25 Aug 2011
Google Analytics - Measuring Success Using Visitor Loyalty
Everyone talks about ROI (return on investment) and many businesses use Google Analytics to measure the ROI of their internet marketing endeavours using the number of sales measured against the data they get from user activity before they "add to cart" or similar.
What if you have no e-commerce on your site? Maybe you provide a service, provide information, market a cause or a brand and there is no on-line payment transaction to enable this type of analysis. What should you be measuring? How can you use Google Analytics data to interpret the success of a visit to your website?
Whilst the jury is still out about how much Google uses visitor loyalty data when calculating the quality of your site. I think it is safe to presume that after the Google Panda update, these metrics are becoming much more relevant to page position in the SERP's than before. If you follow our surviving the Google Panda update guidelines, you will be well on your way to solving any problems that you discover when analysing your visitor loyalty.
If you are new to Google Analytics I would strongly recommend our Google Analytics Course, we get rave reviews. For those who are familiar with the basics, you can fine-tune your master skills on our Advanced Google Analytics Course, we also provide SEO training, however back to the plot.
Measuring Visitor Loyalty in Google Analytics
We recommend measuring successful visits using the four different metrics in the "Visitor Loyalty" section of Google Analytics found in the Visitors section that appears when you log into your account:
- Length of Visit
- Depth of Visit
The fact that Google Analytics shows you the distribution of the metrics is key to being able to use this data in a way that allows you to analyse and measure success.
Look at your visitor loyalty to see how often people visit your website. It will look something like this:
Now here instead of just seeing an average visitor number, you can actually see just how many people visit just once and how many visit 200 or more times. Hopefully, you will have excluded your own IP address so that you and your staff do not mess up the numbers. You should take into consideration that a business with international customers should have better loyalty than those that only serve a local or national area (for example those people searching for face to face training who live on the other side of the world would not be likely returned visitors for us, though companies selling e-learning would expect more returns).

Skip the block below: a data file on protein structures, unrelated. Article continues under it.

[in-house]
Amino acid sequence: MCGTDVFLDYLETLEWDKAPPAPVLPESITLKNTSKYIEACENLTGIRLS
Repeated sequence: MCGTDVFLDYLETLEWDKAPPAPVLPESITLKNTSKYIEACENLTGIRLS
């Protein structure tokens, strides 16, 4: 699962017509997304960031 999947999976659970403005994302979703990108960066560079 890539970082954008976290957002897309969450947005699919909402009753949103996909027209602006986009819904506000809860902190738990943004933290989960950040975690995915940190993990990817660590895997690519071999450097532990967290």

Start measuring and comparing over time - are more people coming back and fewer people visiting once? As we rank well and our courses are mainly in the UK (we do send trainers around the world, but the bulk of our business is in the UK) many international visitors will only visit once. We use Google Analytics to look at the data and compare our UK visitors with our USA visitors using segments, though that is another blog for another day. The point is that if you were solely an information site the figures above would be really worrying, however, we should all be aiming for the same result - more people coming back.
The Recency section of Google Analytics tells you how long it takes someone before they decide to come back. Recency can indicate your users' level of engagement with your business. Visitors are categorised according to the number of days that have elapsed since their last visit. So new visitors are included in the "First Visit" bar at the top of the chart, and visitors who last visited over a year ago are included in the 365+ bar.
As before to measure improvement you need to make comparisons over time.
Lots of our web traffic comes from Google Search. We update our blog regularly with a number of different resources, it's good to see that many people are revisiting, but this exercise shows there is room for improvement. We will be thinking of ways to encourage the people who find us in Google search to decide to come back. With hundreds of course subjects though rather than one niche subject, this is going to be a challenge!
The trick here is to tempt your visitors with something to come back for. Regular and updated offers or a series of posts that tell a story, regular competitions are all good ideas.
Length of visit
When they find you how long do they stay?